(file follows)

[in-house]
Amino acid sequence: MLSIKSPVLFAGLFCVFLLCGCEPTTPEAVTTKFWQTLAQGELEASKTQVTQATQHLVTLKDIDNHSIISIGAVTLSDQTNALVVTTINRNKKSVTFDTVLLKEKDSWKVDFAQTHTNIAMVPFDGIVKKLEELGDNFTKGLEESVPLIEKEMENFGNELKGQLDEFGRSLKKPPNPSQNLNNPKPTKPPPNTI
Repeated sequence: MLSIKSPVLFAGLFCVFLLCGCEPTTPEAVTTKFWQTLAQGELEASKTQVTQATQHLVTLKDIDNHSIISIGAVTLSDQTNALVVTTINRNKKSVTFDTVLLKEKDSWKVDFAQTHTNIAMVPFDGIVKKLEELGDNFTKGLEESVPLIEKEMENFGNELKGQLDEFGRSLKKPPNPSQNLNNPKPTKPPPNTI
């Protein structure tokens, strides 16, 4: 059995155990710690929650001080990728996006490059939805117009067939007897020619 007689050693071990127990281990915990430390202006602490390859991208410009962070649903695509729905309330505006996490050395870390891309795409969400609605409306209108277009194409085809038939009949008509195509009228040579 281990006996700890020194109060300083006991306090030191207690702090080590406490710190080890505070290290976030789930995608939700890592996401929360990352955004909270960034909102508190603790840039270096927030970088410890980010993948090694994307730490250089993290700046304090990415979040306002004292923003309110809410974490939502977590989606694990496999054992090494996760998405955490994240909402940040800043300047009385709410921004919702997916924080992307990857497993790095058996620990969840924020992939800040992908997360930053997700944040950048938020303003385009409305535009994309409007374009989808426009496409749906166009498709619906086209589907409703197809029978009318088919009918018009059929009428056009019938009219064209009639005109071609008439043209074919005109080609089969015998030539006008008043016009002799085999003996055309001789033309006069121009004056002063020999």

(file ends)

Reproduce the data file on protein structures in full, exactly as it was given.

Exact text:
[in-house]
Amino acid sequence: MLSIKSPVLFAGLFCVFLLCGCEPTTPEAVTTKFWQTLAQGELEASKTQVTQATQHLVTLKDIDNHSIISIGAVTLSDQTNALVVTTINRNKKSVTFDTVLLKEKDSWKVDFAQTHTNIAMVPFDGIVKKLEELGDNFTKGLEESVPLIEKEMENFGNELKGQLDEFGRSLKKPPNPSQNLNNPKPTKPPPNTI
Repeated sequence: MLSIKSPVLFAGLFCVFLLCGCEPTTPEAVTTKFWQTLAQGELEASKTQVTQATQHLVTLKDIDNHSIISIGAVTLSDQTNALVVTTINRNKKSVTFDTVLLKEKDSWKVDFAQTHTNIAMVPFDGIVKKLEELGDNFTKGLEESVPLIEKEMENFGNELKGQLDEFGRSLKKPPNPSQNLNNPKPTKPPPNTI
């Protein structure tokens, strides 16, 4: 059995155990710690929650001080990728996006490059939805117009067939007897020619 007689050693071990127990281990915990430390202006602490390859991208410009962070649903695509729905309330505006996490050395870390891309795409969400609605409306209108277009194409085809038939009949008509195509009228040579 281990006996700890020194109060300083006991306090030191207690702090080590406490710190080890505070290290976030789930995608939700890592996401929360990352955004909270960034909102508190603790840039270096927030970088410890980010993948090694994307730490250089993290700046304090990415979040306002004292923003309110809410974490939502977590989606694990496999054992090494996760998405955490994240909402940040800043300047009385709410921004919702997916924080992307990857497993790095058996620990969840924020992939800040992908997360930053997700944040950048938020303003385009409305535009994309409007374009989808426009496409749906166009498709619906086209589907409703197809029978009318088919009918018009059929009428056009019938009219064209009639005109071609008439043209074919005109080609089969015998030539006008008043016009002799085999003996055309001789033309006069121009004056002063020999």